When You Listen to Fools... Halestorm end up on a Dio tribute album...
An all-star tribute album to the great man in aid of his Stand Up and Shout Cancer Charity – a watertight idea guaranteed to be a roaring success, yes? Well the concept is, certainly. But the execution? That's a little lacking in certain places. However there's always the fast forward button, right? And as it would be churlish to pour scorn on such a worthy idea it's up to us as listeners to take the rough with the smooth, performance wise, and let our ears take one for the team every now and then.
Not that Anthrax fall in to the rough category, opening the album with a crunchy take on Neon Knights that finds Joey Belladonna in particular firing on all cylinders. The rest of the band might not talk to him, but he's certainly standing up and shouting for Ronnie in fine style here. Adrenaline Mob also put in a good shift, with vocalist extraordinaire Russell Allen sounding unsurprisingly fantastic on the band's version of (you guessed it) The Mob Rules. The man is frighteningly good, and maybe really the only vocalist on this whole album who can match Ronnie James Dio for power and expression.
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That's not to diss Corey Taylor, however, who fronts the first of several ad-hoc lineups brought together to celebrate the legacy of our diminutive hero; together with cohorts Roy Mayorga, Satchel, Christian Martucci and Jason Christopher he turns in a pleasing, heavied up version of Rainbow in the Dark that ticks all the right metallic boxes and proves once more that there's far more to Taylor than his Slipknot outings might suggest.
Motorhead team up with Saxon's Biff Byford to run through a jaunty version of Starstruck, with Byford handling the vocal far more comfortably than Lemmy would have; Kilmister's unmistakable croak cuts through on the chorus however, and the mix of the two vocal styles works very well – this is one of the highlights of the album.
German heavy rock idols The Scorpions contribute a classy Temple of the King, with Matthias Jabs playing some beautiful lead guitar. Dio's old mucker Ritchie Blackmore covered this song himself last year with his Blackmore's Knight project, and there's perhaps a case to be mounted for that version to have been included here (although knowing Blackmore's curmudgeonly attitude to former workmates – even dead ones – that might have been simply an unworkable dream), bit Klaus Meine and company let no one down with this tasteful reading.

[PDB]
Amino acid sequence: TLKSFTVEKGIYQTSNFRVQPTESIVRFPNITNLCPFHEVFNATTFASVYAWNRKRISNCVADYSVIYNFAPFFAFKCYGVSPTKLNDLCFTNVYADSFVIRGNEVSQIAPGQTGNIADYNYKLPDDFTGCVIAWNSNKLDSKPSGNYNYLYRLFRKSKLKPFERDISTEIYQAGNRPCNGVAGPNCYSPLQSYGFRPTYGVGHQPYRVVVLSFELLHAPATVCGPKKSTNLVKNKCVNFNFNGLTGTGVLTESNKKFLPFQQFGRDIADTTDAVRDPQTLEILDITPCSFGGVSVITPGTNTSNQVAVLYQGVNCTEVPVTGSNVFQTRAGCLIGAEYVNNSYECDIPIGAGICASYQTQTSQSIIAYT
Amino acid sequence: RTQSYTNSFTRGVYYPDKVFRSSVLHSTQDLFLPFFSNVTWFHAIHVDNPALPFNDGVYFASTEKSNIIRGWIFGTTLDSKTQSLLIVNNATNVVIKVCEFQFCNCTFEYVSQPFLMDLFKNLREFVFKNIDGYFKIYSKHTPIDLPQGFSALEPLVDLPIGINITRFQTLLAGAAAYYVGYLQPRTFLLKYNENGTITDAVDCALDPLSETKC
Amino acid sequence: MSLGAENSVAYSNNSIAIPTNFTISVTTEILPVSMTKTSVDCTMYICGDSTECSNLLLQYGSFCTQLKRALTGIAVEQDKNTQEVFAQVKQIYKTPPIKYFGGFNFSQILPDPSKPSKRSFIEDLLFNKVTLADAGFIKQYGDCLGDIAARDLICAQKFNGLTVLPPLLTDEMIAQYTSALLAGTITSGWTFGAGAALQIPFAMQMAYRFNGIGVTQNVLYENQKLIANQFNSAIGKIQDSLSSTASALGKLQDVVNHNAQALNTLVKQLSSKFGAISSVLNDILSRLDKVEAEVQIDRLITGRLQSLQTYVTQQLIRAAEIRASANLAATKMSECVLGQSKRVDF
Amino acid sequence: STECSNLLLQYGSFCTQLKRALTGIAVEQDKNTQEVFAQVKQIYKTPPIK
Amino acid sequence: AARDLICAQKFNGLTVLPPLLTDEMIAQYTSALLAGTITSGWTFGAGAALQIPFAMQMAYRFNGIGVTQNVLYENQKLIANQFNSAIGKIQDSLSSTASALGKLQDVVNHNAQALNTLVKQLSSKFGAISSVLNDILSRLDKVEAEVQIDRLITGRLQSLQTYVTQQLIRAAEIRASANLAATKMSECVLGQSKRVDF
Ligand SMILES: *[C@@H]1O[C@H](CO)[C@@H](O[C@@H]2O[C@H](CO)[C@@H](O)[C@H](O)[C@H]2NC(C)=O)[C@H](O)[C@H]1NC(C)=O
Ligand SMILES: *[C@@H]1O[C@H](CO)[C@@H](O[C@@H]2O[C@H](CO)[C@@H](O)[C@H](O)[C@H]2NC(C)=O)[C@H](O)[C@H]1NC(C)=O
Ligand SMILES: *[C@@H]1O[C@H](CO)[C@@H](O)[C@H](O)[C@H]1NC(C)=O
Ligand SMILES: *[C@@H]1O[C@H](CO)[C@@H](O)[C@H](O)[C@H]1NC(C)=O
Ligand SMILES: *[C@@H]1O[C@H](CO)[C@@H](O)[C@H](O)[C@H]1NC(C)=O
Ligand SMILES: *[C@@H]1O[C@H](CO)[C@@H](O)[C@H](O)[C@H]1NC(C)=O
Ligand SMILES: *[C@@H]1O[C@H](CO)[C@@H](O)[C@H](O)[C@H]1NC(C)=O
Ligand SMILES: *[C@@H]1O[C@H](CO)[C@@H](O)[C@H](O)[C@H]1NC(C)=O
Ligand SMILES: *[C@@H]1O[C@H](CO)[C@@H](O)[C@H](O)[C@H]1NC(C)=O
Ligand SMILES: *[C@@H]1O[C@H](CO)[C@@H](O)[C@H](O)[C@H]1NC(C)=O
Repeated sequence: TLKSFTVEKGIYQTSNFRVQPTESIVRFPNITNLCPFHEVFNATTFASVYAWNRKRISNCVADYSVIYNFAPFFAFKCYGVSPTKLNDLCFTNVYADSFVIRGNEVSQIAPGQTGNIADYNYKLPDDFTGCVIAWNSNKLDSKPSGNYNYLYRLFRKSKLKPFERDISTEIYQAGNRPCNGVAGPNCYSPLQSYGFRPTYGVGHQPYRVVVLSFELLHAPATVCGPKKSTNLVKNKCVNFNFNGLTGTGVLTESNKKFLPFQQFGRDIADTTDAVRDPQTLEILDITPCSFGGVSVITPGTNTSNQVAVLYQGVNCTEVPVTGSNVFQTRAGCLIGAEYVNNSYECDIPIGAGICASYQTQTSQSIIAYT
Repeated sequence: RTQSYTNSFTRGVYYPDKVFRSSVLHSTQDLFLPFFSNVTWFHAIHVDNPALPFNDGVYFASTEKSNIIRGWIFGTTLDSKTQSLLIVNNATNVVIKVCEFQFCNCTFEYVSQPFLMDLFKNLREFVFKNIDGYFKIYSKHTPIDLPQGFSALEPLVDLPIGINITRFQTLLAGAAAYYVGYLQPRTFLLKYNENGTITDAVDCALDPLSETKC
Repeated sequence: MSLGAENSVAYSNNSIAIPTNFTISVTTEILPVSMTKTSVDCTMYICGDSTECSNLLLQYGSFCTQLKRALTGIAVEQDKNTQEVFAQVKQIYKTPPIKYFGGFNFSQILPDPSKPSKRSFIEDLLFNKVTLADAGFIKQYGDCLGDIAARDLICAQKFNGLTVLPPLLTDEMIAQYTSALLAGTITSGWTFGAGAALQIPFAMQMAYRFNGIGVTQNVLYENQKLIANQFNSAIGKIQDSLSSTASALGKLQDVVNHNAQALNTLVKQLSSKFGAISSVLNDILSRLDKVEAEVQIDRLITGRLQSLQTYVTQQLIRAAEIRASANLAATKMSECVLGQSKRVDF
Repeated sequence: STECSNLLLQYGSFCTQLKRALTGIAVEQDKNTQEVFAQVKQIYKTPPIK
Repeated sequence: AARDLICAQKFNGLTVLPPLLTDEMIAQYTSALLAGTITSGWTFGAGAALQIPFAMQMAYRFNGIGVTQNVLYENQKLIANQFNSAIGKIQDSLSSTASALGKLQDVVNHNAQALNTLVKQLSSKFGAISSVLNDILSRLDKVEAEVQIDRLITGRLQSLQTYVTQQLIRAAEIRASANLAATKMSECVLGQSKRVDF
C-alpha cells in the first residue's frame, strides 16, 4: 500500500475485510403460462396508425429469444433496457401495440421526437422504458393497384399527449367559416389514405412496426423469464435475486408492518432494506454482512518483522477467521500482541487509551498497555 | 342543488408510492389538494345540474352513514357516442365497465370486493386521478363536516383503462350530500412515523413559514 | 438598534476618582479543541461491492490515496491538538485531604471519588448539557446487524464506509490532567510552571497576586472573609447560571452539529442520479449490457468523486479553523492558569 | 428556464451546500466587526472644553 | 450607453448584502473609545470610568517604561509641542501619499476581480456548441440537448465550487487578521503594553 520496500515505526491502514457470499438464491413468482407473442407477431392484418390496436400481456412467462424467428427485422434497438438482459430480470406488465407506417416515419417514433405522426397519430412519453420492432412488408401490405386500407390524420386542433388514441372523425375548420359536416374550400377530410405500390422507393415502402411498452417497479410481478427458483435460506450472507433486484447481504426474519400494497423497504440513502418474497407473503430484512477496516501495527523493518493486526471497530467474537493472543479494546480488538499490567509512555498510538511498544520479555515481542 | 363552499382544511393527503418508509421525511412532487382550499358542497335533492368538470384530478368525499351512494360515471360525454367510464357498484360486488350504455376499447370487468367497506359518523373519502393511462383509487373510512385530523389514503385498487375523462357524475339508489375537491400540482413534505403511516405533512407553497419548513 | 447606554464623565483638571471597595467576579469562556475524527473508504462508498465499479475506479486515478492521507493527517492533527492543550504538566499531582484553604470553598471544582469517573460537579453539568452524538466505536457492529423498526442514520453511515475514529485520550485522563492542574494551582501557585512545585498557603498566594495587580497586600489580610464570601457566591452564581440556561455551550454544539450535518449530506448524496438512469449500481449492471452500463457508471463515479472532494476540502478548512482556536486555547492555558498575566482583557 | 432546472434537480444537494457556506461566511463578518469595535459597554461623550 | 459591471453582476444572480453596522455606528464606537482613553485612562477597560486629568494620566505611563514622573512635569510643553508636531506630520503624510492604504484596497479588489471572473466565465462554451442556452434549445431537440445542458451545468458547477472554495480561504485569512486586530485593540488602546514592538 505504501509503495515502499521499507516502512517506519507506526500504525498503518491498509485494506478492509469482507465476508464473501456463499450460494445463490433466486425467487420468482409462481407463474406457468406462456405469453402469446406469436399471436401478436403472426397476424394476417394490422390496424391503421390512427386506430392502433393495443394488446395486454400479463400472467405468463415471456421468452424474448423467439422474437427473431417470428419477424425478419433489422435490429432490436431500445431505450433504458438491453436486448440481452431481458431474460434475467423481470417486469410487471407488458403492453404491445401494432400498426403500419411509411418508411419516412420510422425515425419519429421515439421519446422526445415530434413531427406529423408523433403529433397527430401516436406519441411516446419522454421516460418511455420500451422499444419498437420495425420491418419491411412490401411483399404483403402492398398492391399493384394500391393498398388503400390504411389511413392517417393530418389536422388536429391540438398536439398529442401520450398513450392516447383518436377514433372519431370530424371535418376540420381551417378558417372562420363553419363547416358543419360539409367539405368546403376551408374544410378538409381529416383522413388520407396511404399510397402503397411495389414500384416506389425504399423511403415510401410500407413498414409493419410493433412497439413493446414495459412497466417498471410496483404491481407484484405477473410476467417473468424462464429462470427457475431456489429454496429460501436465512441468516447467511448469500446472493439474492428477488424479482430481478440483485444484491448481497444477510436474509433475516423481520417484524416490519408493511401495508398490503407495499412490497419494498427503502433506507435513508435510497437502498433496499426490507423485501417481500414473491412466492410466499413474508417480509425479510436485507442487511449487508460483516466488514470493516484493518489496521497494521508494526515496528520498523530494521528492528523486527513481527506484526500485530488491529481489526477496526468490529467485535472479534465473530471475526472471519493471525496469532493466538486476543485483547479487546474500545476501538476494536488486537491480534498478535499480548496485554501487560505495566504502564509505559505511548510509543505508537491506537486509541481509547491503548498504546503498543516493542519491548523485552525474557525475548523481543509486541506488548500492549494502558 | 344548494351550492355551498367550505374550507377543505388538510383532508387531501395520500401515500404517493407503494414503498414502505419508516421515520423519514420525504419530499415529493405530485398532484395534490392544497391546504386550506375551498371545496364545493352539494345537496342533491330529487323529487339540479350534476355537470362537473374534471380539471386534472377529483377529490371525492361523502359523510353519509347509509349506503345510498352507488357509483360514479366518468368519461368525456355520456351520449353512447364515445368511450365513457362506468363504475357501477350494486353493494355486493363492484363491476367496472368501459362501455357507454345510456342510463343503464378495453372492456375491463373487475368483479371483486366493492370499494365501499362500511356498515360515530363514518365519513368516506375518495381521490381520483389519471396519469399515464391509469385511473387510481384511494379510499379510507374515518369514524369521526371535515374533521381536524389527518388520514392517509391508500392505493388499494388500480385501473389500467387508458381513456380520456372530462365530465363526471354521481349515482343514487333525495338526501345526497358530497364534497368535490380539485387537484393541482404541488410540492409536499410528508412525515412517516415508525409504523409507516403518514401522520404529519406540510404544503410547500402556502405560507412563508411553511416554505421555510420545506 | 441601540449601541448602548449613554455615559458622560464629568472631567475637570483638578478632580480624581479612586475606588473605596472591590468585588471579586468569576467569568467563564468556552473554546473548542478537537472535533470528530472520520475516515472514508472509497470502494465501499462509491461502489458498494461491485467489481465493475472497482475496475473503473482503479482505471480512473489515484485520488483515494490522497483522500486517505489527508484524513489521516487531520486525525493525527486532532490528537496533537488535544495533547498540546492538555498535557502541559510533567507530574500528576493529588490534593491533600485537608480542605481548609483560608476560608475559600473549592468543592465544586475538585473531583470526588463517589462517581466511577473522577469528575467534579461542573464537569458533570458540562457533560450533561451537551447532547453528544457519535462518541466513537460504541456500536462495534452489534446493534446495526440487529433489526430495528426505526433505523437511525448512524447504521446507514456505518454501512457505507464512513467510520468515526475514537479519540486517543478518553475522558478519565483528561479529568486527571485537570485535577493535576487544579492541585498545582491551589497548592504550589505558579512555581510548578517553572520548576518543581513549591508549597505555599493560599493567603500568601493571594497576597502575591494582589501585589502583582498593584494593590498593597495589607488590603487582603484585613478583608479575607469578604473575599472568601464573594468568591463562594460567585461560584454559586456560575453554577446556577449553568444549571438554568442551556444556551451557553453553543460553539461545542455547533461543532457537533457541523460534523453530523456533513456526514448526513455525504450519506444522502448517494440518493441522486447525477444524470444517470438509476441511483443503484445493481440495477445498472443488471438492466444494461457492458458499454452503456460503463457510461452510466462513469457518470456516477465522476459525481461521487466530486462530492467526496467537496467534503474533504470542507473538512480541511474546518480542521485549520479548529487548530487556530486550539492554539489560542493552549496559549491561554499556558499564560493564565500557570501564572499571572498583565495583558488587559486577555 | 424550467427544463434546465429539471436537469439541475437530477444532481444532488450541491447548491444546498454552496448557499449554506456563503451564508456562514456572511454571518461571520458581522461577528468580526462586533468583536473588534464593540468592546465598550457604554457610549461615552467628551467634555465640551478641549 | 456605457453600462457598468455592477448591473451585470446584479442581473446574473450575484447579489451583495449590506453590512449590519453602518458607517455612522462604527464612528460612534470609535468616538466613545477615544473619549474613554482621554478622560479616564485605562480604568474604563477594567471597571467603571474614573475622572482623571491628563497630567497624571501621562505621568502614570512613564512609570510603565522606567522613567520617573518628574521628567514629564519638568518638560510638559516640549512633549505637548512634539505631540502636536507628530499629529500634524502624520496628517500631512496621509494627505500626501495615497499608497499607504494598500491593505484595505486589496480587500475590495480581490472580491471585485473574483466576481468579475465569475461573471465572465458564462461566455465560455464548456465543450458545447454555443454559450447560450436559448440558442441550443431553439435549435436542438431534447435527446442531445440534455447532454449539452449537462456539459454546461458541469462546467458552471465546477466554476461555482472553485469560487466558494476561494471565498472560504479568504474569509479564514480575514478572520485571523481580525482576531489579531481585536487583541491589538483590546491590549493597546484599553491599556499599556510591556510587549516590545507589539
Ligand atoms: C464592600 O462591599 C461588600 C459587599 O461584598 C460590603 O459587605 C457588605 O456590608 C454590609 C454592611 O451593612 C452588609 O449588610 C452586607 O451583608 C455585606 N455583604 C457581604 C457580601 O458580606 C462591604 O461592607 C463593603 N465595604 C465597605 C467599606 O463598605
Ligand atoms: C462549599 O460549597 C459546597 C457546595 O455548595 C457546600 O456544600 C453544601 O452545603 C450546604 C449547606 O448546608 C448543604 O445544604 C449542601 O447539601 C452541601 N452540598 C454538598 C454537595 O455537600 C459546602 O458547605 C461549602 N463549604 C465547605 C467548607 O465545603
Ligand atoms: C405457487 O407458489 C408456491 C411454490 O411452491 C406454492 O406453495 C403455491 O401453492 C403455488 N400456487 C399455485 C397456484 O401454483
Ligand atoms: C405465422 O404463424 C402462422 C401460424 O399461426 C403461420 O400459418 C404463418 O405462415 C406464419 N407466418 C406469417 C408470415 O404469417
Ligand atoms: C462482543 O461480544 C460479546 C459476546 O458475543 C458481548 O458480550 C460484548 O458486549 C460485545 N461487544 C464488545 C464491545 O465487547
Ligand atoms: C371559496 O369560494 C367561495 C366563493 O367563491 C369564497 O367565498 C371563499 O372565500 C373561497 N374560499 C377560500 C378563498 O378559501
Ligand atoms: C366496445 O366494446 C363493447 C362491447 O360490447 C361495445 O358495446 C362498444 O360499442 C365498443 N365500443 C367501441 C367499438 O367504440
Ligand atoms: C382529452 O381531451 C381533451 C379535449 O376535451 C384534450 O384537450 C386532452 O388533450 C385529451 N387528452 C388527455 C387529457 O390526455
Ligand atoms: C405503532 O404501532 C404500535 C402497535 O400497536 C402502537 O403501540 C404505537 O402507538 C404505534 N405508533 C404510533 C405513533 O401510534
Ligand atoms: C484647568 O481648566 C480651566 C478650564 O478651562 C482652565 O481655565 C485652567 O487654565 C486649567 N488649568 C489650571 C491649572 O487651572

Doro and Killswitch Engage are next up; their respective versions of Egypt (The Chains are On) and Holy Diver have both been in the public domain for a while, so you probably know what you're getting here; Doro puts in a restrained, respectful performance whilst KE are perhaps the only outfit here to actually try to stamp their own musical vision on a Dio composition, and the strength and conviction of their performance means that one of heavy metal's classic anthems doesn't suffer at all from its partial deconstruction.
And what would a RJD tribute be without a contribution from 'THE VOICE OF ROCK' himself, Glenn Hughes? Backed by an agglomeration of Dio sidemen (Scott Warren, Simon Wright, Craig Goldy and Rudy Sarzo), his performance on Catch the Rainbow is bluesy, soulful and passionate, and definitely one of the album's few truly spine-tingling moments. It's a definite keeper.
Oni Logan is next to throw his cap into the ring, adding his undoubted vocal talents to a storming version of I. This is one of my all time favourite Dio-related tracks, and I'm pleased to report that Logan, alongside Jimmy Bain, Brian Tichy and Rowan Robertson, does the song full, heavy metal justice.
Which is sadly more than can be said for Rob Halford, whose listless, lifeless performance on Man on the Silver Mountain is as shocking as it was unexpected. The musicians backing him – another Dio sideman permutation, this time featuring Vinny Appice, Doug Aldrich, Jeff Pilson and Warren – are in no way to blame as they bring this classic Rainbow track back to life in all its glory. But Halford sounds tired and uninspired here, especially against the muscular backdrop provided by Aldich's exemplary guitar work. This without doubt is the biggest disappointment of the album.
Bit if it's energy you want, however, then Metallica bring it in spades on their Ronnie Rising medley, featuring raw, spirited takes on A Light in the Black, Tarot Woman, Stargazer and a frankly brilliant Kill the King. Metallica always shine bright when remembering their adolescent heroes via the gift of cover versions, and this quartet compressed into just over nine minutes is no different.
Ronnie James Dio ends proceedings himself – no one else could, surely – with this compilation's title track. It's a piquant, sombre ballad from the much-maligned Angry Machines album, with Dio's virtually unadorned vocal hitting you, ahem, straight through the heart with its purity and power. Despite all the vocal talent on show on the album it provides proof, if you actually needed any, that there was, and is, only one RJD.
So there you have it. More good than bad, certainly, though the versions of The Last in Line by Tenacious D and Straight Through the Heart by Halestorm really do blight the album as a whole, taking up space more deserving artists would have used far better. I'm sure the tributes (especially from longterm Dio acolyte Jack Black) are heartfelt enough, but I'd rather have heard some more metallically-inclined contributors (Jorn Lande surely!?) – maybe that's just me being needlessly tunnel visioned; but whatever this album comes as a timely reminder of the timeless genius of Ronnie James Dio. And that's enough reason to buy it in anyone's book.